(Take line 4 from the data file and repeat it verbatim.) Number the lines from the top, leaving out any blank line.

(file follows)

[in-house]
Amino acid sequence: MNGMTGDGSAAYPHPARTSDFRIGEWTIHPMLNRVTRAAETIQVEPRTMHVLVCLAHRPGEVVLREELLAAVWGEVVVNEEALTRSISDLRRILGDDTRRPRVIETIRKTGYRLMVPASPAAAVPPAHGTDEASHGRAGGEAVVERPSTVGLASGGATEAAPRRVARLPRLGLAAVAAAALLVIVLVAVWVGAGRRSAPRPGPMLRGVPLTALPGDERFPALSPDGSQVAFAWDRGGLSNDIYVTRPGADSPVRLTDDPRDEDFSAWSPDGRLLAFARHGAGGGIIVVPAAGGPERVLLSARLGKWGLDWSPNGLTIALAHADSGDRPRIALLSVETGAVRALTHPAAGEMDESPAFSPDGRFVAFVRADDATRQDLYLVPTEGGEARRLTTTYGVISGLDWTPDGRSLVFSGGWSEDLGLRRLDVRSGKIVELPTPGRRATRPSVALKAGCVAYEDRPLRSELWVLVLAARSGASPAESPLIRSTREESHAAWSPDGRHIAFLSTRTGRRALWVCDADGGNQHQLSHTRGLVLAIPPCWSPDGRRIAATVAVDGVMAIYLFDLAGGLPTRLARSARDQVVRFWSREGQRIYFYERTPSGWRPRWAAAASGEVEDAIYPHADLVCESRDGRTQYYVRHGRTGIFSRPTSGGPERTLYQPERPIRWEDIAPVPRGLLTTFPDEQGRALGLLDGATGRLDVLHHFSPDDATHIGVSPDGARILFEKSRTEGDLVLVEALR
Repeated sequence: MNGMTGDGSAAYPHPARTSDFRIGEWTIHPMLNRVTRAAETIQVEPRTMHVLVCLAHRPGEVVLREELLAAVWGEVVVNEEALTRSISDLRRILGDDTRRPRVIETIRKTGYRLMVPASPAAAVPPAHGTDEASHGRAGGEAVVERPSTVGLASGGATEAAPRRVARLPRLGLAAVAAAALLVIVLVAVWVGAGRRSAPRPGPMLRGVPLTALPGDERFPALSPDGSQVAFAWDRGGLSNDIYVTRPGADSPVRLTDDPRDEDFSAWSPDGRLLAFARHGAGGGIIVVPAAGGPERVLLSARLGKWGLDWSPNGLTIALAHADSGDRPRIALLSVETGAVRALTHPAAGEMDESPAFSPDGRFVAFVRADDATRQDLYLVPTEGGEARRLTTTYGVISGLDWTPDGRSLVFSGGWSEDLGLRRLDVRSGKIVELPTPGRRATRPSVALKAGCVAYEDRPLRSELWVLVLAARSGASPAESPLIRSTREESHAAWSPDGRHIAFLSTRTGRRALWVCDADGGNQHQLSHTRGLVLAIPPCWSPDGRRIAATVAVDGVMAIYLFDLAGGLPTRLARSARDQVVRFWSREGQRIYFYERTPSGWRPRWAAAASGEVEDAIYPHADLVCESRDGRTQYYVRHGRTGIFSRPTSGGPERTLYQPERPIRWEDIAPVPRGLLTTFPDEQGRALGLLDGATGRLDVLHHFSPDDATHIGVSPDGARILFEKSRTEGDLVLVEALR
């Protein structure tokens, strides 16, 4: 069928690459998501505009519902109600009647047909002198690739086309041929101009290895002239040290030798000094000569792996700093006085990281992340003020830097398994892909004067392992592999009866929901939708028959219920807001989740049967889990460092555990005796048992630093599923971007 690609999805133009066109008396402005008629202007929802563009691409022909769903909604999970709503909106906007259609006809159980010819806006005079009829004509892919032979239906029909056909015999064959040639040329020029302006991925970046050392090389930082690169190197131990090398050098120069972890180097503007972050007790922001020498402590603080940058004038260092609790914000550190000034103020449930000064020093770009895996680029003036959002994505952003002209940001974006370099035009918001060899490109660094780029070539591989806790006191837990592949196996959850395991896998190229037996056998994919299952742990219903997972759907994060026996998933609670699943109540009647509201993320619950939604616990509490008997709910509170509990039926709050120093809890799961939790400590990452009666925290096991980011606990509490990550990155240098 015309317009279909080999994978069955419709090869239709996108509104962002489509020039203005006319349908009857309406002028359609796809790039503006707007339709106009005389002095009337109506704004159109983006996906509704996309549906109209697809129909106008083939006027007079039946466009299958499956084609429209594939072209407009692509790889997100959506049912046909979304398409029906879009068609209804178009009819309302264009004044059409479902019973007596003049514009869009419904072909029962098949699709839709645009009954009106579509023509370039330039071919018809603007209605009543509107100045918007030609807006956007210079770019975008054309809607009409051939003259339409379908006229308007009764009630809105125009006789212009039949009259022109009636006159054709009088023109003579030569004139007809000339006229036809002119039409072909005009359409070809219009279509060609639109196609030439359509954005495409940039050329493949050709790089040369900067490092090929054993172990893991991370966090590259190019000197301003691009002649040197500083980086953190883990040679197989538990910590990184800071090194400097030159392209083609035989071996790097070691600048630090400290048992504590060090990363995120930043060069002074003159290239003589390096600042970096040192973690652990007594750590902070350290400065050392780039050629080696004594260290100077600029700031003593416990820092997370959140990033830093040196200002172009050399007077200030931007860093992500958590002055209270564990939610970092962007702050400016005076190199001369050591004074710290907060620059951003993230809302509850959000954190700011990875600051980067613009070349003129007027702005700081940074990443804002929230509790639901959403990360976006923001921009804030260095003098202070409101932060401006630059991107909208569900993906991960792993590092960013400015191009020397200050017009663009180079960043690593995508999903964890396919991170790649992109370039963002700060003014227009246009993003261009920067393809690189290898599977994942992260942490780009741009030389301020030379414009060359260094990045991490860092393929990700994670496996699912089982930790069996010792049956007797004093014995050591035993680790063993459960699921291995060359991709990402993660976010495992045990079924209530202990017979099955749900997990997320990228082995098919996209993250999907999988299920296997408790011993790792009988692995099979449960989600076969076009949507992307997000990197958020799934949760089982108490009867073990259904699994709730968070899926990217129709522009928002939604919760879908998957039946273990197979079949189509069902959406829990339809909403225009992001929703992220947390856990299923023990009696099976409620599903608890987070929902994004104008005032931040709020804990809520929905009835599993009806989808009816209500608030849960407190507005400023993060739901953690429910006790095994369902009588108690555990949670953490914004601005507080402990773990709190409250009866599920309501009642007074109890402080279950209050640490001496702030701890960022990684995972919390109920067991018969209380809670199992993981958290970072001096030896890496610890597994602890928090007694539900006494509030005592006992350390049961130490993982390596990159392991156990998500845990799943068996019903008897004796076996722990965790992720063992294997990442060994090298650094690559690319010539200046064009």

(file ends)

């Protein structure tokens, strides 16, 4: 069928690459998501505009519902109600009647047909002198690739086309041929101009290895002239040290030798000094000569792996700093006085990281992340003020830097398994892909004067392992592999009866929901939708028959219920807001989740049967889990460092555990005796048992630093599923971007 690609999805133009066109008396402005008629202007929802563009691409022909769903909604999970709503909106906007259609006809159980010819806006005079009829004509892919032979239906029909056909015999064959040639040329020029302006991925970046050392090389930082690169190197131990090398050098120069972890180097503007972050007790922001020498402590603080940058004038260092609790914000550190000034103020449930000064020093770009895996680029003036959002994505952003002209940001974006370099035009918001060899490109660094780029070539591989806790006191837990592949196996959850395991896998190229037996056998994919299952742990219903997972759907994060026996998933609670699943109540009647509201993320619950939604616990509490008997709910509170509990039926709050120093809890799961939790400590990452009666925290096991980011606990509490990550990155240098 015309317009279909080999994978069955419709090869239709996108509104962002489509020039203005006319349908009857309406002028359609796809790039503006707007339709106009005389002095009337109506704004159109983006996906509704996309549906109209697809129909106008083939006027007079039946466009299958499956084609429209594939072209407009692509790889997100959506049912046909979304398409029906879009068609209804178009009819309302264009004044059409479902019973007596003049514009869009419904072909029962098949699709839709645009009954009106579509023509370039330039071919018809603007209605009543509107100045918007030609807006956007210079770019975008054309809607009409051939003259339409379908006229308007009764009630809105125009006789212009039949009259022109009636006159054709009088023109003579030569004139007809000339006229036809002119039409072909005009359409070809219009279509060609639109196609030439359509954005495409940039050329493949050709790089040369900067490092090929054993172990893991991370966090590259190019000197301003691009002649040197500083980086953190883990040679197989538990910590990184800071090194400097030159392209083609035989071996790097070691600048630090400290048992504590060090990363995120930043060069002074003159290239003589390096600042970096040192973690652990007594750590902070350290400065050392780039050629080696004594260290100077600029700031003593416990820092997370959140990033830093040196200002172009050399007077200030931007860093992500958590002055209270564990939610970092962007702050400016005076190199001369050591004074710290907060620059951003993230809302509850959000954190700011990875600051980067613009070349003129007027702005700081940074990443804002929230509790639901959403990360976006923001921009804030260095003098202070409101932060401006630059991107909208569900993906991960792993590092960013400015191009020397200050017009663009180079960043690593995508999903964890396919991170790649992109370039963002700060003014227009246009993003261009920067393809690189290898599977994942992260942490780009741009030389301020030379414009060359260094990045991490860092393929990700994670496996699912089982930790069996010792049956007797004093014995050591035993680790063993459960699921291995060359991709990402993660976010495992045990079924209530202990017979099955749900997990997320990228082995098919996209993250999907999988299920296997408790011993790792009988692995099979449960989600076969076009949507992307997000990197958020799934949760089982108490009867073990259904699994709730968070899926990217129709522009928002939604919760879908998957039946273990197979079949189509069902959406829990339809909403225009992001929703992220947390856990299923023990009696099976409620599903608890987070929902994004104008005032931040709020804990809520929905009835599993009806989808009816209500608030849960407190507005400023993060739901953690429910006790095994369902009588108690555990949670953490914004601005507080402990773990709190409250009866599920309501009642007074109890402080279950209050640490001496702030701890960022990684995972919390109920067991018969209380809670199992993981958290970072001096030896890496610890597994602890928090007694539900006494509030005592006992350390049961130490993982390596990159392991156990998500845990799943068996019903008897004796076996722990965790992720063992294997990442060994090298650094690559690319010539200046064009």